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Rattlesnake Flags (U.S.)

Historical

Last modified: 2023-11-11 by rick wyatt
Keywords: united states | gadsden | culpeper | rattlesnake | jack | sullivan's life guards |
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Origin of the Rattlesnake

[Ben Franklin's Join or Die] image by Rick Wyatt, 5 April 1998
Ben Franklin's Pennsylvania Gazette Sketch
9 May 1754

In 1751 Benjamin Franklin's paper carried an article recommending that a cargo of rattlesnakes be sent to England. Three years later, in 1754, Benjamin Franklin published a drawing of a snake cut into eight parts (Georgia was not included). This was to show the members of the Albany Congress the danger of disunity. By 1754 the segments of the snake had grown together, and the motto had been changed to read 'United Now Alive and Free Firm on this Basis Liberty Shall Stand and Thus Supported Ever Bless Our Land Till Time Becomes Eternity'.

The rattlesnake had become a favored symbol among pre-Revolutionary War colonists.

David S. Cohen
Dave Martucci
Rick Wyatt
          22 December 1997

 


Secessionist Rattlers

Several Southern states, upon the secession of late 1860, early 1861, used rattlesnake flags for secession banners - as well as for company flags.

These seem to have been most popular in South Carolina and Georgia - two of the original 13 colonies from the American Revolution. Since many Southerners considered their secession of 1861 no different from the secession of 1776 the symbolism was the same.

One South Carolina company flag that I know of had a palmetto tree on one side with a coiled rattlesnake wrapped about the trunk of the tree. There were quite a few others, some with the phrase "Don't tread on me."

Greg Biggs, 5 January 1999

I'm now watching the HBO miniseries "John Adams" on DVD. (For non- Americans, it concerns the patriot and second president of the United States, and covers a period from 1770 to 1826.)

Naturally, it's full of flags. In fact, the opening credits consist of one flag overlapping another. There are those you'd expect, at appropriate times- Pine Tree with "An Appeal to Heaven", Grand Union, First Stars and Stripes with the stars in a circle, and, later, in 3- 2-3-2-3 rows, and so on. One common theme is rattlesnake flags, including the "First Navy Jack" seen on a ship (the flag is likely a myth and wouldn't fly at sea anyway, but the whole series is, how shall I say, a bit easy with certain facts), the Gadsen flag, and others. One interesting flag seen over and over again, however, is a flag version of Franklin's famous "Join or Die" cartoon (somewhat modified to include Georgia)- in fact, it was the image used on all advertising for the series. Is there any evidence it was used as a flag? I find it a bit incongruous that such exact replicas appear again and again with 18th Century manufacturing the way it was.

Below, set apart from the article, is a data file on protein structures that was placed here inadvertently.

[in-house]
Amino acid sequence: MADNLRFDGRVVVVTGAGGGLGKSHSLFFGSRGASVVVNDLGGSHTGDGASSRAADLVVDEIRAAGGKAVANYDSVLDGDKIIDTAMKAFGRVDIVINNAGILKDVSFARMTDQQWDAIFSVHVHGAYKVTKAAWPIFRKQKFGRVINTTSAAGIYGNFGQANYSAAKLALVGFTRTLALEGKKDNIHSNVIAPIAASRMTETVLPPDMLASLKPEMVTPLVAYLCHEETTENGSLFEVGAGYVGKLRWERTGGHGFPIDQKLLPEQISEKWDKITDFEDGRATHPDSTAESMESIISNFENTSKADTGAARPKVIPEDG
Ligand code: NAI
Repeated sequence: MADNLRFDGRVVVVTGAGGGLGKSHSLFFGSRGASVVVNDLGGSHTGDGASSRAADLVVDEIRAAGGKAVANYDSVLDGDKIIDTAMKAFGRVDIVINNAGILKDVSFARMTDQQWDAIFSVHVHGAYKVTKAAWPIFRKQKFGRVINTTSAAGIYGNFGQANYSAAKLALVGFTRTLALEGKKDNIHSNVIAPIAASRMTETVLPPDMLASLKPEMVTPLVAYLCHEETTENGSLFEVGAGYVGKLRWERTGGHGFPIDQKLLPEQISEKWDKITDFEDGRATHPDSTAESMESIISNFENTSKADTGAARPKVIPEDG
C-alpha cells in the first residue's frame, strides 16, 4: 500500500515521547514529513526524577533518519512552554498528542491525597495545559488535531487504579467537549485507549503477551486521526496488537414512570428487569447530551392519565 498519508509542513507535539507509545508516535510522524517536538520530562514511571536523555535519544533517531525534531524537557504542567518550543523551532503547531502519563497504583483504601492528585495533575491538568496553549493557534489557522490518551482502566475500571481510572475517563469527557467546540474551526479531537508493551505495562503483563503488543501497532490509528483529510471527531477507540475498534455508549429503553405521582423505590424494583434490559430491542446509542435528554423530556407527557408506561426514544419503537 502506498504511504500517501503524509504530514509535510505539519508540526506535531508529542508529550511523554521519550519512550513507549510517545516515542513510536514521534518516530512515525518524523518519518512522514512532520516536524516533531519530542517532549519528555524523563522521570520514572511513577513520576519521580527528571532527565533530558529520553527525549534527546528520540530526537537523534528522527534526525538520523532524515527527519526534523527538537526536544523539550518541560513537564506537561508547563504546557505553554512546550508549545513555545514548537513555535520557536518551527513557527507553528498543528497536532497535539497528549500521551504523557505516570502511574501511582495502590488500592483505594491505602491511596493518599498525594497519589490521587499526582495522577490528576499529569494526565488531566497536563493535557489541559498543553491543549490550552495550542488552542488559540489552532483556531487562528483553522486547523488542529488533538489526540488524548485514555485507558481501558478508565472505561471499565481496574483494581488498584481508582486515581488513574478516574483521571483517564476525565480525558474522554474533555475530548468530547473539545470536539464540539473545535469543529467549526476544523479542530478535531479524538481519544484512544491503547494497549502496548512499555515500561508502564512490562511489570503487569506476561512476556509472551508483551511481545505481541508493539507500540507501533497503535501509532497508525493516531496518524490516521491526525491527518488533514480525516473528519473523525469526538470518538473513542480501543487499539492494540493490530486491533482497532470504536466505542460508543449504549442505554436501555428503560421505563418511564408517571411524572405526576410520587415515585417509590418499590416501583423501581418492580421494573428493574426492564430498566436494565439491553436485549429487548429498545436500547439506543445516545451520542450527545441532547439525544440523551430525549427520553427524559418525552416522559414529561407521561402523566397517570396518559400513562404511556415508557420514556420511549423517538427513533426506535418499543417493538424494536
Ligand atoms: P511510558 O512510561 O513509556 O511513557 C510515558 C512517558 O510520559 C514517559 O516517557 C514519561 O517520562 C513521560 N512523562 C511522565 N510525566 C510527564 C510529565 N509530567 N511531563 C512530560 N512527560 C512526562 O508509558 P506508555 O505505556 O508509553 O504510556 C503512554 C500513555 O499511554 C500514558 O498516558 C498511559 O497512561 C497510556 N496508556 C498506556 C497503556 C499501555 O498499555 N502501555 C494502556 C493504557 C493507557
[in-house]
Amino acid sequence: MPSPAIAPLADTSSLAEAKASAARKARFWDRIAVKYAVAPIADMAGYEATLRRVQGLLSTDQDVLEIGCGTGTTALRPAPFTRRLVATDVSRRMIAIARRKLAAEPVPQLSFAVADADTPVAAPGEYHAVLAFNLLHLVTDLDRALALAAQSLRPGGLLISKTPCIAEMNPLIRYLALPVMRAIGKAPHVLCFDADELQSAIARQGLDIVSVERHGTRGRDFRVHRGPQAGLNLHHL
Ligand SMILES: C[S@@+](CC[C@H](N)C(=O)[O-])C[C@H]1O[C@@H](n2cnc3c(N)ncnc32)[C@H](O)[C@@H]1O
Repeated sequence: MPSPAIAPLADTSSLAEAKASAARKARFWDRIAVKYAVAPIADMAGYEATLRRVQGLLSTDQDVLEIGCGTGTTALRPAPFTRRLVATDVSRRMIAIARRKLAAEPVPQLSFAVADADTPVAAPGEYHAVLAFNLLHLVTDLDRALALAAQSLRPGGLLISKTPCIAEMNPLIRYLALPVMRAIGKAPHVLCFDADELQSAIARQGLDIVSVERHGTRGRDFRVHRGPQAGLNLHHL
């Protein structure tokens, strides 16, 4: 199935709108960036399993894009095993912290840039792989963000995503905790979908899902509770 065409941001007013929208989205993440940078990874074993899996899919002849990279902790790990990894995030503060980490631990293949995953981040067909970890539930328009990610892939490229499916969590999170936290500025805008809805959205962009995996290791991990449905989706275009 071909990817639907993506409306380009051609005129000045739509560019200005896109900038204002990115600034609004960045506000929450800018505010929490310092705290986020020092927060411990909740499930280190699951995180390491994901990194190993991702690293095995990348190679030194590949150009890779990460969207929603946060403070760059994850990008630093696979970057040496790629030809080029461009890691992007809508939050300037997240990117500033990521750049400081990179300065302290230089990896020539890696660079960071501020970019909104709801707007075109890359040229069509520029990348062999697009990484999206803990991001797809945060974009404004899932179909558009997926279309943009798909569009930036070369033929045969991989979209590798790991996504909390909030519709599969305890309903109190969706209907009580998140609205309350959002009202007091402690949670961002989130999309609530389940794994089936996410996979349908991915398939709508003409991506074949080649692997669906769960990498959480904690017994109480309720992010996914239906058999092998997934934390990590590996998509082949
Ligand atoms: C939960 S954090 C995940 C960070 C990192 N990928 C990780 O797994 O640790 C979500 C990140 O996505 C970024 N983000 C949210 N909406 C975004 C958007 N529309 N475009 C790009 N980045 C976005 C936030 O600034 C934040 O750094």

Also interestingly, a Dutch-like flag is shown being flown at patriotic events in the late 18th Century alongside the US flag. As has been pointed out on this list, such flags are widely flown in the US today, usually with lettering on the white stripe. French tricolors are also shown during the period of that country's revolution.

Like I said, the series is not exactly true to the facts at all times, but I thought this bore pointing out.
Nathan Lamm, 4 November 2008

Sullivan's Life Guards

[Sullivan's Life Guards flag]     
image by Rob DelRé, 29 September 2001
[Sullivan's Life Guards flag]
image by Blas Delgado Ortiz, 24 October 2001

Standard of General Sullivan's Guard of the Rhode Island Militia. In this version, the arching scroll encompasses all the canton and is contiguous with one of the flag stripes.
Blas Delgado Ortiz, 24 October 2001


Other Rattlesnake Flags

There were also these Rattlesnake flags:

South Carolina Navy
      Described by Ben Franklin Oct 9, 1778 as
      13 stripes with a snake.
      Traditionally, the stripes are red and blue.
2nd PA Regiment of 1777.
      White with coiled snake and motto,
      but which motto is uncertain.
Dave Martucci, 21 December 1997


 
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